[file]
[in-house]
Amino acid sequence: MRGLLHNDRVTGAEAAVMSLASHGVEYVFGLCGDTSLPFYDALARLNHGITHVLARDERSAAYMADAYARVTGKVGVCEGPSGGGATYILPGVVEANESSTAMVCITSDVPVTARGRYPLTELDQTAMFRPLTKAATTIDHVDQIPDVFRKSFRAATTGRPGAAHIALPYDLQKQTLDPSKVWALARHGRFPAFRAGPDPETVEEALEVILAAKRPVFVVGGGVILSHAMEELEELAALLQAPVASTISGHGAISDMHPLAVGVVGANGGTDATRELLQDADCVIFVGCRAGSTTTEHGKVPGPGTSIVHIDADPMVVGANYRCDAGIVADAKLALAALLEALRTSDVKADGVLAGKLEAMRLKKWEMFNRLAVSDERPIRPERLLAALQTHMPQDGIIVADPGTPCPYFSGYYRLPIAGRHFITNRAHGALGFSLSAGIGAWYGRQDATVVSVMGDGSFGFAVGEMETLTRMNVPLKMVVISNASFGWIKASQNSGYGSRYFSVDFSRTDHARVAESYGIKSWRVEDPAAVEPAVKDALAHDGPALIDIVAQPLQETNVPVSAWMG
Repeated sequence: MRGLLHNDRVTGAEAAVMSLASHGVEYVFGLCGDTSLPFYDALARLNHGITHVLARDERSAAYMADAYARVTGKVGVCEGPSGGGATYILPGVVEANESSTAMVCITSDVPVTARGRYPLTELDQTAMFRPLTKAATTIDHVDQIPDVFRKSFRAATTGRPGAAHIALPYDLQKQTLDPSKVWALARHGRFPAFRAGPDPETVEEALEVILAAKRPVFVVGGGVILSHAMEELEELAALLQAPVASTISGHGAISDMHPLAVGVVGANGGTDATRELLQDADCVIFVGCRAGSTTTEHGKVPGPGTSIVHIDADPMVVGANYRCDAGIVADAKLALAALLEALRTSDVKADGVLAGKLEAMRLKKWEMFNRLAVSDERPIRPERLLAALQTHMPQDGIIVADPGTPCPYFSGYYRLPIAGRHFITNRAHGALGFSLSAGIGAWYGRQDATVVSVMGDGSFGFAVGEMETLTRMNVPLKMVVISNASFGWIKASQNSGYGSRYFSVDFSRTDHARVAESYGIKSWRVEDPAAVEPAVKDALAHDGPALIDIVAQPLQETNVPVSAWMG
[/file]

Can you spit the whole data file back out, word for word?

[in-house]
Amino acid sequence: MRGLLHNDRVTGAEAAVMSLASHGVEYVFGLCGDTSLPFYDALARLNHGITHVLARDERSAAYMADAYARVTGKVGVCEGPSGGGATYILPGVVEANESSTAMVCITSDVPVTARGRYPLTELDQTAMFRPLTKAATTIDHVDQIPDVFRKSFRAATTGRPGAAHIALPYDLQKQTLDPSKVWALARHGRFPAFRAGPDPETVEEALEVILAAKRPVFVVGGGVILSHAMEELEELAALLQAPVASTISGHGAISDMHPLAVGVVGANGGTDATRELLQDADCVIFVGCRAGSTTTEHGKVPGPGTSIVHIDADPMVVGANYRCDAGIVADAKLALAALLEALRTSDVKADGVLAGKLEAMRLKKWEMFNRLAVSDERPIRPERLLAALQTHMPQDGIIVADPGTPCPYFSGYYRLPIAGRHFITNRAHGALGFSLSAGIGAWYGRQDATVVSVMGDGSFGFAVGEMETLTRMNVPLKMVVISNASFGWIKASQNSGYGSRYFSVDFSRTDHARVAESYGIKSWRVEDPAAVEPAVKDALAHDGPALIDIVAQPLQETNVPVSAWMG
Repeated sequence: MRGLLHNDRVTGAEAAVMSLASHGVEYVFGLCGDTSLPFYDALARLNHGITHVLARDERSAAYMADAYARVTGKVGVCEGPSGGGATYILPGVVEANESSTAMVCITSDVPVTARGRYPLTELDQTAMFRPLTKAATTIDHVDQIPDVFRKSFRAATTGRPGAAHIALPYDLQKQTLDPSKVWALARHGRFPAFRAGPDPETVEEALEVILAAKRPVFVVGGGVILSHAMEELEELAALLQAPVASTISGHGAISDMHPLAVGVVGANGGTDATRELLQDADCVIFVGCRAGSTTTEHGKVPGPGTSIVHIDADPMVVGANYRCDAGIVADAKLALAALLEALRTSDVKADGVLAGKLEAMRLKKWEMFNRLAVSDERPIRPERLLAALQTHMPQDGIIVADPGTPCPYFSGYYRLPIAGRHFITNRAHGALGFSLSAGIGAWYGRQDATVVSVMGDGSFGFAVGEMETLTRMNVPLKMVVISNASFGWIKASQNSGYGSRYFSVDFSRTDHARVAESYGIKSWRVEDPAAVEPAVKDALAHDGPALIDIVAQPLQETNVPVSAWMG